Statutory rape charges can be life-altering and could lead to sex offender registry if convicted. Statutory rape in Kentucky is usually charged as either Rape in the Third Degree or Rape in the Second Degree, depending on the age of the defendant and the age of the accuser. 

Fortunately, there are ways to defend yourself. We take a look at them below:

1. Proving Your Accuser Has Made Untruthful Allegations

A key to fighting statutory rape accusations in Lexington, Kentucky, is proving that the accuser lied to you about their age or is now lying to prosecutors and police. 

Kentucky is one of only a few states that allows a mistake of age defense in statutory rape cases. Mistakes of age are usually established by showing the accuser lied about their age. However, this is not a valid defense if your mistake was not a reasonable mistake. The age of the accuser, fake ID use, and other factors will influence whether the mistake was reasonable. 

Proving the accuser lied to you is a risky defense; it usually involves admitting that a sexual encounter occurred. You do not want to try to build this defense by yourself. This defense should only be pursued with the help of experienced legal counsel due to the risk of incriminating yourself.

The other defense strategy is proving the accuser is lying to investigators. This can be done through contradictory witness statements or by proving an alibi. For example, if you weren’t with the accuser at the time of the alleged conduct, you might have an alibi.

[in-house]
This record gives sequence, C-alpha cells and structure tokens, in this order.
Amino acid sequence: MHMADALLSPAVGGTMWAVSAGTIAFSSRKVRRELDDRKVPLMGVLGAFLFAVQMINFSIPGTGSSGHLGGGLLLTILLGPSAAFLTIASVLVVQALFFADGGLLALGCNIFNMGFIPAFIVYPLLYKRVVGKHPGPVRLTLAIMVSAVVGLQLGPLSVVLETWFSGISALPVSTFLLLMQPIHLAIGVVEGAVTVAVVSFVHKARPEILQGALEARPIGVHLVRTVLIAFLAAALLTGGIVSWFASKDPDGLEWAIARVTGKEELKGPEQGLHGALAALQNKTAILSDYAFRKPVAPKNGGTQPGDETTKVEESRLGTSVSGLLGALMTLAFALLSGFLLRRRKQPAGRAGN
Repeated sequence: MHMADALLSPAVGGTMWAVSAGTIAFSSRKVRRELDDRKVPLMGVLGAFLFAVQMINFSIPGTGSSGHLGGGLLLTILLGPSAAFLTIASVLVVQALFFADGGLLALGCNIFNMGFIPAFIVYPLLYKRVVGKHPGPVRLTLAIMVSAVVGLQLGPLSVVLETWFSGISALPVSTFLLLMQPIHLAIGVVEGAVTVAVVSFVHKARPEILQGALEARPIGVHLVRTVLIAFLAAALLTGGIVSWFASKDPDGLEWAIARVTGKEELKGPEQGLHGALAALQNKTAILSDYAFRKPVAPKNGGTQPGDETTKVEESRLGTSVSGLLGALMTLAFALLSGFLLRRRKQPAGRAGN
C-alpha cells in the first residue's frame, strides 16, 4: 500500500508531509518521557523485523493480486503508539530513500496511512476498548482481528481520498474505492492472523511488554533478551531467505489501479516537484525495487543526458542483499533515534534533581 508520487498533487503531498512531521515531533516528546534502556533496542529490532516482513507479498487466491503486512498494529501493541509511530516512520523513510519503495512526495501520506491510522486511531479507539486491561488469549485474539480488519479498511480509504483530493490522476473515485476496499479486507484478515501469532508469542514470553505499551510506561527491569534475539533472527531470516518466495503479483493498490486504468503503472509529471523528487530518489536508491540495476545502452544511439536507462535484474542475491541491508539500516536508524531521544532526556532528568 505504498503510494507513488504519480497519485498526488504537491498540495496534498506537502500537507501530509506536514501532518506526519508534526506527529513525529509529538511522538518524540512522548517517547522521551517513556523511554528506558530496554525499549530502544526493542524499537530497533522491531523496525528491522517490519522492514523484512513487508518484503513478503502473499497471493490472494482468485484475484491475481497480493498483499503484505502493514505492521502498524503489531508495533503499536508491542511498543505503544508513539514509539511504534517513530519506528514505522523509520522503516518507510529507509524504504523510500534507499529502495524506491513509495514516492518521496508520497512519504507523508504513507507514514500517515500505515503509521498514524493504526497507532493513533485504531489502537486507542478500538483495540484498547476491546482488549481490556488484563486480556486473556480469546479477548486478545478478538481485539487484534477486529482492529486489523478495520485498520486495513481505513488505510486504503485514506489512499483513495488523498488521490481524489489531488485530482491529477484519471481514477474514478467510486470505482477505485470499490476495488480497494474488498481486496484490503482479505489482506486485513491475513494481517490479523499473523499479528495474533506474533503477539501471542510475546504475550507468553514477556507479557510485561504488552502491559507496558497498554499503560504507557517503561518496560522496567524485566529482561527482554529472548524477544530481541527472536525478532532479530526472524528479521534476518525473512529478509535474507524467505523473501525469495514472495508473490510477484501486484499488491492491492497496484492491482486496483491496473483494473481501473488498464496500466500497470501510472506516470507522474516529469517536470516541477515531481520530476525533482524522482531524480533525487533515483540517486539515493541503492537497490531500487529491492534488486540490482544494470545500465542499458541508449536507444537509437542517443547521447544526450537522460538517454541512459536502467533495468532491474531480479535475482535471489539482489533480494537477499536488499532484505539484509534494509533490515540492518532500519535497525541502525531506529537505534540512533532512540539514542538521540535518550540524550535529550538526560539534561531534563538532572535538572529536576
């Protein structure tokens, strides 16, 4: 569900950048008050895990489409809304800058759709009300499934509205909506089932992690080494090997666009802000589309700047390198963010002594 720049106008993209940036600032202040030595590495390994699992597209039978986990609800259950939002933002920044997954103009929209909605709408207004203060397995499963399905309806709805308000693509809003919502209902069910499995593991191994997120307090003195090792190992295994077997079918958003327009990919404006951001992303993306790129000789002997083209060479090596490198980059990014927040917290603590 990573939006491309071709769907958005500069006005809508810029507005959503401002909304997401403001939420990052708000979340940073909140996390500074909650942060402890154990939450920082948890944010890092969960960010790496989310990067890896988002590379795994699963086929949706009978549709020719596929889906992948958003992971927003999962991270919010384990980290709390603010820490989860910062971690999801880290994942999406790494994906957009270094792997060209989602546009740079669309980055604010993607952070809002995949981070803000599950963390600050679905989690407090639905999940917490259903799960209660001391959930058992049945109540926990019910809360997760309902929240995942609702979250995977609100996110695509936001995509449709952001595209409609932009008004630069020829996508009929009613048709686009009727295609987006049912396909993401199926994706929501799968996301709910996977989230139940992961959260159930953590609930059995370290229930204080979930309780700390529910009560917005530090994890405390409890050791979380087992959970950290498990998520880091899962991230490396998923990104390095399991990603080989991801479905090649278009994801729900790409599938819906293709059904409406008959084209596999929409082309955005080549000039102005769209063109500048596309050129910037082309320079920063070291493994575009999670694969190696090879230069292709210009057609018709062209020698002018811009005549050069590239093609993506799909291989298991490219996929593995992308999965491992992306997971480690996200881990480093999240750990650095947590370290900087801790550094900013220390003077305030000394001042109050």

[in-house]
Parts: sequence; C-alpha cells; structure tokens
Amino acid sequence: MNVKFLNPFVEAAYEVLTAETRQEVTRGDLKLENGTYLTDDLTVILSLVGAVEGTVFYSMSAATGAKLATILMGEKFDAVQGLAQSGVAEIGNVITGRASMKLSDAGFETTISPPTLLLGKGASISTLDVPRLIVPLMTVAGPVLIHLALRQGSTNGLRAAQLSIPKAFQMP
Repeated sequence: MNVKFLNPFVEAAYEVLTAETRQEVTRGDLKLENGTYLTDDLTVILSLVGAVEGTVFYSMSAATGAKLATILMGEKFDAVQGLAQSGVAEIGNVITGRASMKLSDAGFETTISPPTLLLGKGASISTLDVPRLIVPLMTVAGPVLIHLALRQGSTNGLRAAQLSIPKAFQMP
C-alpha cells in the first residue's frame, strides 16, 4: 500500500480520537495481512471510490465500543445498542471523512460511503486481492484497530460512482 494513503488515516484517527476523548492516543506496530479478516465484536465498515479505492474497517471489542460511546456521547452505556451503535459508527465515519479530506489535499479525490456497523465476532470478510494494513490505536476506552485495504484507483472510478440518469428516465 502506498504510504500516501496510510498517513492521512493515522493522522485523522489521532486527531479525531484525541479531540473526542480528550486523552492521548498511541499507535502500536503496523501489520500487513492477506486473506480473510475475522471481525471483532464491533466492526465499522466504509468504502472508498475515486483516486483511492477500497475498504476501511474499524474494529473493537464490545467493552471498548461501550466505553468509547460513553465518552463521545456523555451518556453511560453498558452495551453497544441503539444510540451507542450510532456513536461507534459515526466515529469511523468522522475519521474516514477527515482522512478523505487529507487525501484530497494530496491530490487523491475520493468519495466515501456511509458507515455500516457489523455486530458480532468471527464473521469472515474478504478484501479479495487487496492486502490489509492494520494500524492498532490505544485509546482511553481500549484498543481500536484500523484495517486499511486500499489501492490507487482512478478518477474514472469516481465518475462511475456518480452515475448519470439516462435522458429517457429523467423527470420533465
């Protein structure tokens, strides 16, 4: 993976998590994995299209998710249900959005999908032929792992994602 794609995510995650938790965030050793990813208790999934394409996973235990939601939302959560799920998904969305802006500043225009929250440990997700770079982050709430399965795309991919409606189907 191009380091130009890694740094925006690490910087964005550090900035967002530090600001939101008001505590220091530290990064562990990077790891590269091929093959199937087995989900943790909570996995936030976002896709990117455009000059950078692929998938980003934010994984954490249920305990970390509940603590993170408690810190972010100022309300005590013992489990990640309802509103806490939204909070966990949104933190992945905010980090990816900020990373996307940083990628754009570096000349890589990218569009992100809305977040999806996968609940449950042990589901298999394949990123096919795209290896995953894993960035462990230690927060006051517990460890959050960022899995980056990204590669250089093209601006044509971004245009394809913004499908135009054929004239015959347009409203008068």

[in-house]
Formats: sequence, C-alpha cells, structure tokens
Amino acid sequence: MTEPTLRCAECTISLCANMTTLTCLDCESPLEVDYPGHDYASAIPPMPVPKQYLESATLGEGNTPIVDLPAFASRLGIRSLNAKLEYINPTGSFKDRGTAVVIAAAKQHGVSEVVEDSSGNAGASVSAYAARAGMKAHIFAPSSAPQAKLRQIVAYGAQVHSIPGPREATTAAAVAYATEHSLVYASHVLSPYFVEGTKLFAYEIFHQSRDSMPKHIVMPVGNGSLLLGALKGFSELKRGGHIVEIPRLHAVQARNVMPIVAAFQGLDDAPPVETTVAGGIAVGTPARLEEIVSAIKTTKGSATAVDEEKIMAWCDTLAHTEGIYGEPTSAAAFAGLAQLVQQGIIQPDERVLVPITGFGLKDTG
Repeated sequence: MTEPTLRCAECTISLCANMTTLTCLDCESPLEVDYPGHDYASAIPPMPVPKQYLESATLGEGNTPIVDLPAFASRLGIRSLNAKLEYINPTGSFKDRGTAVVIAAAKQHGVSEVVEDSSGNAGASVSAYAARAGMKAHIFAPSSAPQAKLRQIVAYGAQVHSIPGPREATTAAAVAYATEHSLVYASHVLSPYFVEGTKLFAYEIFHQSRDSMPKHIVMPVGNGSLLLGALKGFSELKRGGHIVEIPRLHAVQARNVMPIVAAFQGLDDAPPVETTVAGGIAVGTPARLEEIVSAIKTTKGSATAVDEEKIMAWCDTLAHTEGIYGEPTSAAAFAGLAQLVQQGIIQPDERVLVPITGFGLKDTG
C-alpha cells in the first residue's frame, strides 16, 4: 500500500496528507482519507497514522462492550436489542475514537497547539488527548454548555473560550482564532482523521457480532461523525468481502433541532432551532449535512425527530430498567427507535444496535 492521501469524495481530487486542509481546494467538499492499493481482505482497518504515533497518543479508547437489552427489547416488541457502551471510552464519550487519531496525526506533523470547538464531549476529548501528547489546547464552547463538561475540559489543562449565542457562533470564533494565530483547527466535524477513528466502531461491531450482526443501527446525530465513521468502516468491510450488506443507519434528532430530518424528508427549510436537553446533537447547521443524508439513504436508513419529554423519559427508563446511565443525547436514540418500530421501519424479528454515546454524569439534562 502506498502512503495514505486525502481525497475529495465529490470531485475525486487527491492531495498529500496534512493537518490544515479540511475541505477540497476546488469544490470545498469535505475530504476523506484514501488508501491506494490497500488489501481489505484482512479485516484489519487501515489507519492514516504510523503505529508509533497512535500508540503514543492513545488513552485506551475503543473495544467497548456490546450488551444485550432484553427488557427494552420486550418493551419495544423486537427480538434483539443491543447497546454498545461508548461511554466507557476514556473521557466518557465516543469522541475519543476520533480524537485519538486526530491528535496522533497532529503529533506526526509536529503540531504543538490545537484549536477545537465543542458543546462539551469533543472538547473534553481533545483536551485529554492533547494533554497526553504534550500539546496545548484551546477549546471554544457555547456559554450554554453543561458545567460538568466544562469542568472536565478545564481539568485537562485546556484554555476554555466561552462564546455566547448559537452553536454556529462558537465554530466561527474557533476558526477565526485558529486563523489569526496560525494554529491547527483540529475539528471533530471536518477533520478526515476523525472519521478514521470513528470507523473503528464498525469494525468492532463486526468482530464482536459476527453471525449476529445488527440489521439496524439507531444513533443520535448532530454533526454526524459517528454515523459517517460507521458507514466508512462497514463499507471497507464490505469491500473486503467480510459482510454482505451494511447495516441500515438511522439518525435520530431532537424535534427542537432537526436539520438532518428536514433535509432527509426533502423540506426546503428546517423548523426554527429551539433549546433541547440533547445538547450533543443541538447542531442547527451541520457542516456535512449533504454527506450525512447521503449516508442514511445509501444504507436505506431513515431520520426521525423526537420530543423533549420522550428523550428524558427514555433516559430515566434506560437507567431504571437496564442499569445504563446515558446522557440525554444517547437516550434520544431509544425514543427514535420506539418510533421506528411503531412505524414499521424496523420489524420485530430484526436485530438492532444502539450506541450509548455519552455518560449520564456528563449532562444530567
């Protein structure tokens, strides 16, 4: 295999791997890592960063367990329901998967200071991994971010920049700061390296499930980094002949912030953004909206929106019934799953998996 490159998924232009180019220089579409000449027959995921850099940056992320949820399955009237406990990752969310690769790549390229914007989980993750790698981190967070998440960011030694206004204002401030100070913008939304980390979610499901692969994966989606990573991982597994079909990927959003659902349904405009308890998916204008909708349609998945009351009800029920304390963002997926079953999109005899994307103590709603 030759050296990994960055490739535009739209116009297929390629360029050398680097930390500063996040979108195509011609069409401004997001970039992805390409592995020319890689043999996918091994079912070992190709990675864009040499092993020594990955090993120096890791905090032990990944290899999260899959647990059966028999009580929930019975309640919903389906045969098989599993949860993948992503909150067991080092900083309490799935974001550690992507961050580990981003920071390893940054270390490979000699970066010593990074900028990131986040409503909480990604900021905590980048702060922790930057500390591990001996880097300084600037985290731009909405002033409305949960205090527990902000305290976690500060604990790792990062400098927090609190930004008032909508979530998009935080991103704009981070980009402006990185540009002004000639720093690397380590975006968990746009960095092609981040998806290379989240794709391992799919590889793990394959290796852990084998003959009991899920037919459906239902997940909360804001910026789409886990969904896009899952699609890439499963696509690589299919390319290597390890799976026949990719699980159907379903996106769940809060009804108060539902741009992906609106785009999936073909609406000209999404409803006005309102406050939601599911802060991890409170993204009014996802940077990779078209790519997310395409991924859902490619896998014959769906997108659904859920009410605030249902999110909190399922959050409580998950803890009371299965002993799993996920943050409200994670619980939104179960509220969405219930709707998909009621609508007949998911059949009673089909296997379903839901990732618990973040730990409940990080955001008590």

2. Proving the Entrapment Defense in Lexington

Many statutory rape cases begin with police stings. These police investigations often begin on social media or dating apps. A police officer will pose as an underage female and try to induce an older man to meet them for a sexual encounter.

Under Kentucky law, you cannot be prosecuted for a crime if you were induced or encouraged to break the law by law enforcement and were not “otherwise disposed” to commit the crime. This is known as the Entrapment Defense. 

If police put pressure on you to break the law when you otherwise would not have, this could be a strong defense strategy for you. 

3. Challenging Evidence Seized in Violation of Your Constitutional Rights

Whenever police investigate a crime, they are subject to thousands of pages of statutes and case law that dictate what they can and cannot do under the law. These rules exist to protect us from unlawful police conduct. 

The exclusionary rule is a tool used by courts to check unlawful police actions. This rule says that evidence taken by police in violation of your Fourth and Fifth Amendment rights must be excluded from court proceedings. 

When your defense lawyer identifies an illegal police action during a search, arrest, or interrogation, they will file a motion to suppress evidence with the court. The court will then have a hearing on the issue, with witnesses testifying about what happened. 

If the hearing is successful, evidence seized in violation of your rights will be thrown out of court and cannot be used against you. Frequently this can make or break a case. 

4. Challenging Forensic Evidence

Statutory rape cases in Lexington, Kentucky, often involve forensic evidence such as sperm, hair, or even blood samples taken from the crime scene or accuser. Forensic evidence can be challenged in two main ways.

First, the evidence could be challenged with a suppression motion, as discussed above. The other way to challenge forensic evidence is to prove that it is tainted and unreliable — that it cannot be trusted. 

Sometimes, police mishandle evidence and ruin its value. For instance, did the same cop who questioned you then return to the crime scene? That could explain why your hair fiber was present. Tiny details like this are incredibly important, and a lawyer can help you find them. 

Contact a Lexington Criminal Defense Lawyer for Help

If you are facing charges for statutory rape, you could become a registered sex offender if convicted. You need to fight for your future. Get in touch with an attorney right away to protect your rights.